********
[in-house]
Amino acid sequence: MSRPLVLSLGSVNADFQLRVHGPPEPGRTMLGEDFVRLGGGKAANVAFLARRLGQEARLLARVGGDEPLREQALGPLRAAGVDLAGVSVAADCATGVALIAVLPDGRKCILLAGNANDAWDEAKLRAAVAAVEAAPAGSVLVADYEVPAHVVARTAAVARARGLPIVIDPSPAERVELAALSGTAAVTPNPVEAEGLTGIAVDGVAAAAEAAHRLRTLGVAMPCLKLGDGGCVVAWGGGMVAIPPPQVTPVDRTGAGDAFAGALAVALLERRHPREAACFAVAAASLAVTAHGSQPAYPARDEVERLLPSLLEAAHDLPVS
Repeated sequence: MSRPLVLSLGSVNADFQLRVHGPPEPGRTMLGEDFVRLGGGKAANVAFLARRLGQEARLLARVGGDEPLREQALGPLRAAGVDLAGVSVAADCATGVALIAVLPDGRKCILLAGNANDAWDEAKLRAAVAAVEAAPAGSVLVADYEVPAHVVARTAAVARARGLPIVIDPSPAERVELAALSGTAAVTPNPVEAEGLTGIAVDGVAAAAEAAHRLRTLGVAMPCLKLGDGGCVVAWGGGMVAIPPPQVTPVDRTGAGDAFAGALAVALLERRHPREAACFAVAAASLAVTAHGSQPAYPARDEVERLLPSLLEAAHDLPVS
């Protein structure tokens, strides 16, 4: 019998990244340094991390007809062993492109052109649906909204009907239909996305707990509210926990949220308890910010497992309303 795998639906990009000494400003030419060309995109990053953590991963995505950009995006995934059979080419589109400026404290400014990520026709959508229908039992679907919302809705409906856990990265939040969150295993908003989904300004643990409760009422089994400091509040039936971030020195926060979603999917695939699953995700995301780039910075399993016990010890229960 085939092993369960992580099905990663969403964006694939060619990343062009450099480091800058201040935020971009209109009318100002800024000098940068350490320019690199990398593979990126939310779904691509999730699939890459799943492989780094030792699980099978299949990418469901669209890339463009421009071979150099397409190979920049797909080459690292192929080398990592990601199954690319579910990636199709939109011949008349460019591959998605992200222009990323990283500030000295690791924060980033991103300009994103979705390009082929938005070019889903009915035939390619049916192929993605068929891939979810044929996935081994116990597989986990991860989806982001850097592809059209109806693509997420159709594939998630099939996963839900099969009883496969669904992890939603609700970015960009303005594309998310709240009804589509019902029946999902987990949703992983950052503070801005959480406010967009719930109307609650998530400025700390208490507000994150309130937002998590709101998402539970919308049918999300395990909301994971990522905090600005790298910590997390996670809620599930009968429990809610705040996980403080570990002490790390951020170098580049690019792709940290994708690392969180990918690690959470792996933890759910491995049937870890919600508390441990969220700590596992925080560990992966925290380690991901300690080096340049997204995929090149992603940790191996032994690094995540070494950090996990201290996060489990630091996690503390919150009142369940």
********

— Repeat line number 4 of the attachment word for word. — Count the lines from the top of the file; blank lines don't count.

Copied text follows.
């Protein structure tokens, strides 16, 4: 019998990244340094991390007809062993492109052109649906909204009907239909996305707990509210926990949220308890910010497992309303 795998639906990009000494400003030419060309995109990053953590991963995505950009995006995934059979080419589109400026404290400014990520026709959508229908039992679907919302809705409906856990990265939040969150295993908003989904300004643990409760009422089994400091509040039936971030020195926060979603999917695939699953995700995301780039910075399993016990010890229960 085939092993369960992580099905990663969403964006694939060619990343062009450099480091800058201040935020971009209109009318100002800024000098940068350490320019690199990398593979990126939310779904691509999730699939890459799943492989780094030792699980099978299949990418469901669209890339463009421009071979150099397409190979920049797909080459690292192929080398990592990601199954690319579910990636199709939109011949008349460019591959998605992200222009990323990283500030000295690791924060980033991103300009994103979705390009082929938005070019889903009915035939390619049916192929993605068929891939979810044929996935081994116990597989986990991860989806982001850097592809059209109806693509997420159709594939998630099939996963839900099969009883496969669904992890939603609700970015960009303005594309998310709240009804589509019902029946999902987990949703992983950052503070801005959480406010967009719930109307609650998530400025700390208490507000994150309130937002998590709101998402539970919308049918999300395990909301994971990522905090600005790298910590997390996670809620599930009968429990809610705040996980403080570990002490790390951020170098580049690019792709940290994708690392969180990918690690959470792996933890759910491995049937870890919600508390441990969220700590596992925080560990992966925290380690991901300690080096340049997204995929090149992603940790191996032994690094995540070494950090996990201290996060489990630091996690503390919150009142369940």